Boiler Room (2000): This film focuses a familiar situation: A highly ambitious young person becomes involved in a business culture within which financial success and personal integrity are (r at least seem) mutually exclusive. Seth Davis (Giovanni Ribisi) is a college dropout running an illegal casino from his rented apartment. Driven by his domineering fathers disapproval at his illegitimate existence and his desire for serious wealth, Seth suddenly finds himself seduced by the opportunity to interview as a trainee stock broker from recent acquaintance Greg (Nicky Katt). Walking into the offices of JT Marlin, a small time brokerage firm on the outskirts of New York – Seth gets an aggressive cameo performance from Jim Young (Ben Affleck) that sets the tone for a firm clearly placing money above all else. Notable quote:

Jim Young: And there is no such thing as a no sale call. A sale is made on every call you make. Either you sell the client some stock or he sells you a reason he can’t. Either way a sale is made, the only question is, who is gonna close? You or him? Now be relentless, that’s it, I’m done.

remember-1Remember the Titans (2000): There are lots of excellent films about the sports world (e.g. Brian’s Song, Rudy, Hoosiers, Seabiscuit) but none, in my opinion, that offers better lessons about leadership under severe stress, managing major cultural differences, and forging the kind of unity and loyalty to a common cause than this film and aforementioned Spartacus do. Roughly based on a true story, two high schools and their athletic teams in Alexandria, Virginia, are consolidated. Herman Boone (Denzel Washington) is the varsity football coach of what had been a predominantly black school; his counterpart, Bill Yoast (Will Patton), at what had been a predominantly white school and his staff now report to Coach Boone. What we have here is a socioeconomic mine field through which everyone proceeds fearfully. Notable quote:

Coach Boone: “This is where they fought the battle of Gettysburg. Fifty thousand men died right here on this field, fighting the same fight that we are still fighting among ourselves today. This green field right here, painted red, bubblin’ with the blood of young boys. Smoke and hot lead pouring right through their bodies. Listen to their souls, men. I killed my brother with malice in my heart. Hatred destroyed my family. You listen, and you take a lesson from the dead. If we don’t come together right now on this hallowed ground, we too will be destroyed, just like they were. I don’t care if you like each other of not, but you will respect each other. And maybe… I don’t know, maybe we’ll learn to play this game like men.”

The Social Network (2010): Harvard student Mark Zuckerberg (Jesse Eisenberg) creates the social networking site that would become known as Facebook, but is later sued by two brothers — Cameron Winklevoss and Tyler Winklevoss (Armie Hammer and Josh Pence) —- who claimed he stole their idea, and the co-founder who was later squeezed out of the business. This is an especially enter raining as well as informative film about how an acorn can become an oak tree in the forests of free enterprise. Notable quote:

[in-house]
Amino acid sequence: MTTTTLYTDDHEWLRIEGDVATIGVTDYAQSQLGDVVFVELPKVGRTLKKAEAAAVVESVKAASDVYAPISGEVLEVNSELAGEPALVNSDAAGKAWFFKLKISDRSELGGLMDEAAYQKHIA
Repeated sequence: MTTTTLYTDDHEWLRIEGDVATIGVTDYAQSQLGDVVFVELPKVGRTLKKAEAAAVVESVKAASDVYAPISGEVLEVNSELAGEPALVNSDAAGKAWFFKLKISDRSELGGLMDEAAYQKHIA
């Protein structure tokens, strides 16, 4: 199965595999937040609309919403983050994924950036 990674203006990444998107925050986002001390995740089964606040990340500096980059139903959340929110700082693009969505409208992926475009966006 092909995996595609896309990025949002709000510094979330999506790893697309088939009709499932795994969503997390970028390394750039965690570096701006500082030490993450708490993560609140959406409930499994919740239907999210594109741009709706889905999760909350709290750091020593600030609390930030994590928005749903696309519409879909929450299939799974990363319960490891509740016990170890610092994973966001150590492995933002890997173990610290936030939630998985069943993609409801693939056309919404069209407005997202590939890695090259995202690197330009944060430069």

Gage (attorney for the Winklevoss twins): Mr. Zuckerberg, do I have your full attention?
Mark Zuckerberg: [stares out the window] No.
Gage: Do you think I deserve it?
Mark Zuckerberg: [looks at Gage] What?
Gage: Do you think I deserve your full attention?
Mark Zuckerberg: I had to swear an oath before we began this deposition, and I don’t want to perjure myself, so I have a legal obligation to say no.
Gage: Okay – no. You don’t think I deserve your attention.
Mark Zuckerberg: I think if your clients want to sit on my shoulders and call themselves tall, they have the right to give it a try – but there’s no requirement that I enjoy sitting here listening to people lie. You have part of my attention – you have the minimum amount. The rest of my attention is back at the offices of Facebook, where my colleagues and I are doing things that no one in this room, including and especially your clients, are intellectually or creatively capable of doing.


Mark Zuckerberg: Did I adequately answer your condescending question?

moneyball-1Moneyball (2011): This is the first film in which the importance of analytics in sports (introduced by Bill James) is featured. Based on the book by Michael Lewis, the focus is on the real-life general manager of the Oakland Athletics general manager, Billy Beane (Brad Pitt), and his efforts to get his team into the playoffs and eventually a MLB championship. He hires Peter Brand (Jonah Hill) on a hunch that this non-athlete — with an Ivey League education, who suggests that personnel decisions be based much more on analytics and much less on hunches — will give him row competitive advantage he needs. Notable quote:

Brand: It’s about getting things down to one number. Using the stats the way we read them, we’ll find value in players that no one else can see. People are overlooked for a variety of biased reasons and perceived flaws. Age, appearance, personality. Bill James and mathematics cut straight through that. Billy, of the 20,000 notable players for us to consider, I believe that there is a championship team of twenty-five people that we can afford, because everyone else in baseball undervalues them.

To check out the first set of ten I previously selected and discussed, please click here.